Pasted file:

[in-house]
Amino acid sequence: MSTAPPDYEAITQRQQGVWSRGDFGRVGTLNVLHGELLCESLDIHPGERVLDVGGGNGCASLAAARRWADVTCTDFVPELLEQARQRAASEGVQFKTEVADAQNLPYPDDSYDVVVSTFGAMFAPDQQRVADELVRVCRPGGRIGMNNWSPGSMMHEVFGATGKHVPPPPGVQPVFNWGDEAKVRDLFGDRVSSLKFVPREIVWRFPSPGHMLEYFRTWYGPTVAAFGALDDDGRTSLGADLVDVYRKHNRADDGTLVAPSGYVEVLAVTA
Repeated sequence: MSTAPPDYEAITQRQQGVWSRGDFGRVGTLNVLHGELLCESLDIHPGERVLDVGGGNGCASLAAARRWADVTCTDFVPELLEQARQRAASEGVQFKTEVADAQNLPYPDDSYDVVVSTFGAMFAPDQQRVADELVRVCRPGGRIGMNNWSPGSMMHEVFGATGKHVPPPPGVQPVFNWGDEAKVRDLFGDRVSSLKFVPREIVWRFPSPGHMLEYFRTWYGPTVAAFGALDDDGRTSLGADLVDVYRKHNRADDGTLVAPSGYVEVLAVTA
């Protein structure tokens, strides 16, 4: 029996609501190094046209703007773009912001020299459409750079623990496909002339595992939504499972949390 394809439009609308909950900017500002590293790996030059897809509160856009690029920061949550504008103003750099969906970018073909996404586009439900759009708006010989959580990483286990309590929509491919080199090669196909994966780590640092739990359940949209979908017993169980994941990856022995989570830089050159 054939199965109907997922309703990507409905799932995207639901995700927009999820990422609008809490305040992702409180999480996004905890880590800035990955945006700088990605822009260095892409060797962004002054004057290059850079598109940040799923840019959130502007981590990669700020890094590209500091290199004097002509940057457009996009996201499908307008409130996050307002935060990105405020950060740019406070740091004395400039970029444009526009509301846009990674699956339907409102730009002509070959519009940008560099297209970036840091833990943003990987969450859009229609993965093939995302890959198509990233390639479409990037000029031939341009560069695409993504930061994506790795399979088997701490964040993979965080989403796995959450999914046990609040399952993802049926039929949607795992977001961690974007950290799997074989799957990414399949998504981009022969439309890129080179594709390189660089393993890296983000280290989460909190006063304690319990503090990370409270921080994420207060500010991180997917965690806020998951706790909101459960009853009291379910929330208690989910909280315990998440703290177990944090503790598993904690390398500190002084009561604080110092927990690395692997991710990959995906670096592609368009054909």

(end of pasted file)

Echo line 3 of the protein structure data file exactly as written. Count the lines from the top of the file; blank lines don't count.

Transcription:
Repeated sequence: MSTAPPDYEAITQRQQGVWSRGDFGRVGTLNVLHGELLCESLDIHPGERVLDVGGGNGCASLAAARRWADVTCTDFVPELLEQARQRAASEGVQFKTEVADAQNLPYPDDSYDVVVSTFGAMFAPDQQRVADELVRVCRPGGRIGMNNWSPGSMMHEVFGATGKHVPPPPGVQPVFNWGDEAKVRDLFGDRVSSLKFVPREIVWRFPSPGHMLEYFRTWYGPTVAAFGALDDDGRTSLGADLVDVYRKHNRADDGTLVAPSGYVEVLAVTA